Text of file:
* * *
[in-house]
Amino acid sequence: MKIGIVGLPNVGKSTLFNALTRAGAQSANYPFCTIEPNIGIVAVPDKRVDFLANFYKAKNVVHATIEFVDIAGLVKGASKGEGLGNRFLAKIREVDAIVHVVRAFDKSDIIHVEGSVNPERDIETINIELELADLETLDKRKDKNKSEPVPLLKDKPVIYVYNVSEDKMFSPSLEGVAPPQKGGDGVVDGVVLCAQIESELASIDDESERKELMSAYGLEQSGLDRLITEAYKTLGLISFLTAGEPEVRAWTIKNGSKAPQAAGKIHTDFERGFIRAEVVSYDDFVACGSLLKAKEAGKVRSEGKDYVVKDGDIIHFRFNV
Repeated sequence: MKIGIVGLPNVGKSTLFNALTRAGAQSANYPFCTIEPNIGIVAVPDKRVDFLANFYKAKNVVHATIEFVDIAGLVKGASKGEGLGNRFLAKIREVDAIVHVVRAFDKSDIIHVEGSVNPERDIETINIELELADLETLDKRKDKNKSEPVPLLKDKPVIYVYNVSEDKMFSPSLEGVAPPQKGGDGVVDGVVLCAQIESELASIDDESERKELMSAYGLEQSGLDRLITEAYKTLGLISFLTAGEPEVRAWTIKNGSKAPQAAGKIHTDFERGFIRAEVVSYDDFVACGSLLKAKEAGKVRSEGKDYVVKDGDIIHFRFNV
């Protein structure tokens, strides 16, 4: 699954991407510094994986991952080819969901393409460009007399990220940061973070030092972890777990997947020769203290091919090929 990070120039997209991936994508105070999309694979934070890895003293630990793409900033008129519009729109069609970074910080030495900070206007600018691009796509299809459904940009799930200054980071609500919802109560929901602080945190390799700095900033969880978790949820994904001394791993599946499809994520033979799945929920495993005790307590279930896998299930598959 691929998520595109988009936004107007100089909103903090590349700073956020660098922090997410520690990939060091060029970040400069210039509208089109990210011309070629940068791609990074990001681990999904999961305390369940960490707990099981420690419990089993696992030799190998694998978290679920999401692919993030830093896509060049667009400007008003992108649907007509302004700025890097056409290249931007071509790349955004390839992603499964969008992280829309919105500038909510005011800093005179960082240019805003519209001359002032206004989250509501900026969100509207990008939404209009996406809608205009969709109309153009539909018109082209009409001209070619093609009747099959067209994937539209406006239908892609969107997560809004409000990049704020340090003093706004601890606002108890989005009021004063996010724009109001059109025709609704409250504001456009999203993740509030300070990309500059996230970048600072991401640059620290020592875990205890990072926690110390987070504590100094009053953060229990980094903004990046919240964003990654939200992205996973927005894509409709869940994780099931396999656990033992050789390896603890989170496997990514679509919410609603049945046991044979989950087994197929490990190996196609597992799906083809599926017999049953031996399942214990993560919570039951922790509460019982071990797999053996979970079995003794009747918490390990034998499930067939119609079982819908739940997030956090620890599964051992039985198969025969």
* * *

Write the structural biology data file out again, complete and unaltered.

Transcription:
[in-house]
Amino acid sequence: MKIGIVGLPNVGKSTLFNALTRAGAQSANYPFCTIEPNIGIVAVPDKRVDFLANFYKAKNVVHATIEFVDIAGLVKGASKGEGLGNRFLAKIREVDAIVHVVRAFDKSDIIHVEGSVNPERDIETINIELELADLETLDKRKDKNKSEPVPLLKDKPVIYVYNVSEDKMFSPSLEGVAPPQKGGDGVVDGVVLCAQIESELASIDDESERKELMSAYGLEQSGLDRLITEAYKTLGLISFLTAGEPEVRAWTIKNGSKAPQAAGKIHTDFERGFIRAEVVSYDDFVACGSLLKAKEAGKVRSEGKDYVVKDGDIIHFRFNV
Repeated sequence: MKIGIVGLPNVGKSTLFNALTRAGAQSANYPFCTIEPNIGIVAVPDKRVDFLANFYKAKNVVHATIEFVDIAGLVKGASKGEGLGNRFLAKIREVDAIVHVVRAFDKSDIIHVEGSVNPERDIETINIELELADLETLDKRKDKNKSEPVPLLKDKPVIYVYNVSEDKMFSPSLEGVAPPQKGGDGVVDGVVLCAQIESELASIDDESERKELMSAYGLEQSGLDRLITEAYKTLGLISFLTAGEPEVRAWTIKNGSKAPQAAGKIHTDFERGFIRAEVVSYDDFVACGSLLKAKEAGKVRSEGKDYVVKDGDIIHFRFNV
């Protein structure tokens, strides 16, 4: 699954991407510094994986991952080819969901393409460009007399990220940061973070030092972890777990997947020769203290091919090929 990070120039997209991936994508105070999309694979934070890895003293630990793409900033008129519009729109069609970074910080030495900070206007600018691009796509299809459904940009799930200054980071609500919802109560929901602080945190390799700095900033969880978790949820994904001394791993599946499809994520033979799945929920495993005790307590279930896998299930598959 691929998520595109988009936004107007100089909103903090590349700073956020660098922090997410520690990939060091060029970040400069210039509208089109990210011309070629940068791609990074990001681990999904999961305390369940960490707990099981420690419990089993696992030799190998694998978290679920999401692919993030830093896509060049667009400007008003992108649907007509302004700025890097056409290249931007071509790349955004390839992603499964969008992280829309919105500038909510005011800093005179960082240019805003519209001359002032206004989250509501900026969100509207990008939404209009996406809608205009969709109309153009539909018109082209009409001209070619093609009747099959067209994937539209406006239908892609969107997560809004409000990049704020340090003093706004601890606002108890989005009021004063996010724009109001059109025709609704409250504001456009999203993740509030300070990309500059996230970048600072991401640059620290020592875990205890990072926690110390987070504590100094009053953060229990980094903004990046919240964003990654939200992205996973927005894509409709869940994780099931396999656990033992050789390896603890989170496997990514679509919410609603049945046991044979989950087994197929490990190996196609597992799906083809599926017999049953031996399942214990993560919570039951922790509460019982071990797999053996979970079995003794009747918490390990034998499930067939119609079982819908739940997030956090620890599964051992039985198969025969």